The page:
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It had been almost 25 years since I owned a Jeep. My first Jeep was a Willys CJ-2A. I bought it in 1978
from a private individual. it had 39,000 miles on it. It came with a Meyer
plow, heavy-duty suspension, a Sears Deluxe Full
Aluminum Top and T-Bird Hub caps. It came from the factory with a power take-off
(PTO), hand-throttle, and a governor for controlling engine speed when the PTO was in use.
It also had a small heater on the passenger side that provided moral support more
than anything else.
I loved it, despite it's very agricultural nature. Top speed was about 50 m.p.h.
if you really pushed it, but the low-range gears were very low. The suspension was
nearly rigid and so did not have any sway, or flex. It was small, light, narrow, and
had loads of character. It took me places that I had no business going to with a
vehicle. After several years of daily driving and two engine rebuilds, I retired it
and later sold it to someone who had been admiring it for several years.
So fast forward some twenty years and I find myself selling a nicely restored
Jaguar E-Type and
Volvo 1800E, along with several parts cars
because new neighbors got the county to serve me with papers for having so many
unregistered cars on my property... What to do with the money? Well, I am
tired of the intermittent and persistent problems that keep plaguing my
1984 Jaguar Vanden Plas and want something that
is new, or close to it. I want something that will start on the key, first try, and
not be on overnight terms with a mechanic. And I can't spend more money than what my
county-forced car sale has net. So I decide that I would go in search of a Jeep that
was purchased by someone who didn't know what they were getting into, only to be sold very
quickly, with time remaining on the warrantee.
I wanted several factory options to be included:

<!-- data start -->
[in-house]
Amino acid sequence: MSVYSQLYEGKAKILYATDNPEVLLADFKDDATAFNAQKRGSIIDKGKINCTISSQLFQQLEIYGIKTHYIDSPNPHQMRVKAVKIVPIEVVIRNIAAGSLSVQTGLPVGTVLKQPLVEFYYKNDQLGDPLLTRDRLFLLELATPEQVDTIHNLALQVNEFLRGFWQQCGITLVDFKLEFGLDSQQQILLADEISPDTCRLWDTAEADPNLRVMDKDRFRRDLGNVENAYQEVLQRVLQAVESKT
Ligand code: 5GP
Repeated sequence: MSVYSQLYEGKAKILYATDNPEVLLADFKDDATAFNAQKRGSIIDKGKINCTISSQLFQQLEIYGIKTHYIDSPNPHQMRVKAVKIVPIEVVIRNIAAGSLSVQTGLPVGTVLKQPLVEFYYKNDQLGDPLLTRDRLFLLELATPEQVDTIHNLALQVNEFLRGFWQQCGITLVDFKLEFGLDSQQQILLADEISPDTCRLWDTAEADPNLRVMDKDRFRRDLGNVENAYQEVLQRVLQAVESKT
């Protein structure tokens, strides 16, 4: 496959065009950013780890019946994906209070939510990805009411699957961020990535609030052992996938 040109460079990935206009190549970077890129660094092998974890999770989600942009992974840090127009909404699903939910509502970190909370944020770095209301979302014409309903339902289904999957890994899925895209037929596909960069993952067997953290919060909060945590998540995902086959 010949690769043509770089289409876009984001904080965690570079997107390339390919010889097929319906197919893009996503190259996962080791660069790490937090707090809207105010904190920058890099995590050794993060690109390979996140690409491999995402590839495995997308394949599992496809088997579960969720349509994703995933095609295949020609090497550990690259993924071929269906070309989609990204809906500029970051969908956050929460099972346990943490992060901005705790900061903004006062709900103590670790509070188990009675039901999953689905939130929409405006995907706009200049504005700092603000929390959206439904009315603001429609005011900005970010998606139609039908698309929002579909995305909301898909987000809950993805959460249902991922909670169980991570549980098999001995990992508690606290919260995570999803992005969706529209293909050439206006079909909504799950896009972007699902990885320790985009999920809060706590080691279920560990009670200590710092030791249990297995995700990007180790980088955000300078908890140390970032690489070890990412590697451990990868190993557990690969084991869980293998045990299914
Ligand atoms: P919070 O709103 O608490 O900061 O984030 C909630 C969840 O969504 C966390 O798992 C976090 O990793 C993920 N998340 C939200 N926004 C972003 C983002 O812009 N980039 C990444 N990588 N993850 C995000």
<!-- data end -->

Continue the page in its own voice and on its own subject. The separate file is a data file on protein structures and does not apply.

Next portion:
- Six cylinder
- hard and soft tops
- Limited Slip Rear
- Factory mags
I was fortunate to find a dealer on the web that had a 1999 Wrangler Sport with
everything I wanted, 20,000 miles on the clock and almost two years left to the
manufacturer warrantee. Of the 10 dealers who listed similar vehicles, this was the
only dealer that responded in a timely fashion (phone call in 10 minutes from when I sent
the query) and a deal was made. It was delivered in a couple days.
I was clearly never seriously taken off-road. The underside was like that of a
new car. I even have my doubts that it was ever put into 4WD. I was surely
going to change that. But first, I wanted to take some steps to prevent excessive
damage to the vehicle during the off-road activities to come. So I spent some
serious time shopping around to see what parts were available, and then surfing the web to
see how people who bought various brands liked what they had. I was able to avoid a
number of things that sounded good on paper but didn't deliver in real life.
I decided that the first step would not be lifts, tires, wheels and differential mods,
simply because of the cost and work involved. These are all things that I can do.
In fact, during the course of restoring the Jags and Volvo's I have done all of the
things required to rebuild suspensions and differentials. I just didn't feel like
doing it right away. I opted instead to put
skid plates everywhere that it made sense
and a few places that it didn't. I also decided that I needed cargo capacity, so
shopped and bought the best overhead rack I could find for
my needs. The result of all this is the Jeep described
I ordered and installed all the parts myself. Once I was satisfied that
everything I needed to go off-road without damaging the undercarriage was installed, I
went looking for places to go that were walking distance from home. Since I did not
yet know anyone to come along, I wanted to be sure that I could at least "walk
out" if all else failed.
After not going off-road for twenty-odd years, I was sure that I needed a refresher
course. On top of that my cynicism about what this new-fangled Jeep would be able to
do, as compared to my "real" Jeep made me feel that it was possible that I would
be disappointed, or worse, stuck in the mud at every turn. I wanted to go out and
play around without an audience first and get my off-road legs back, and see what this
thing could do.
So after work I made plans to go out to a local field that was reported to be a good place to go play. As
it turned out, it was little more than a field with a couple of mud holes, some running
water in a couple places, and some rocky road. Actually it suited my purpose very
well as there was nothing there that appeared to be much trouble.
I brought Teddy and Tomi with me for the ride and we cruised around the
fields, crossed the little streams, went on the little rocks, and got a feel for the Jeep.
It behaved as well as I had hoped. There were no surprises. Even with
the limited challenges it faced on this outing, it was clear that perhaps it was every bit
as capable as my good old CJ-2A, and maybe even had some tricks up its sleeve... I
was ready to take on more challenging terrain. Later that week, I took the whole
family out on a ride and promptly sunk it into a creek and spent the next two hours
experimenting with different techniques to winch a Jeep using a Hi-Lift jack. A very nice tool to have along!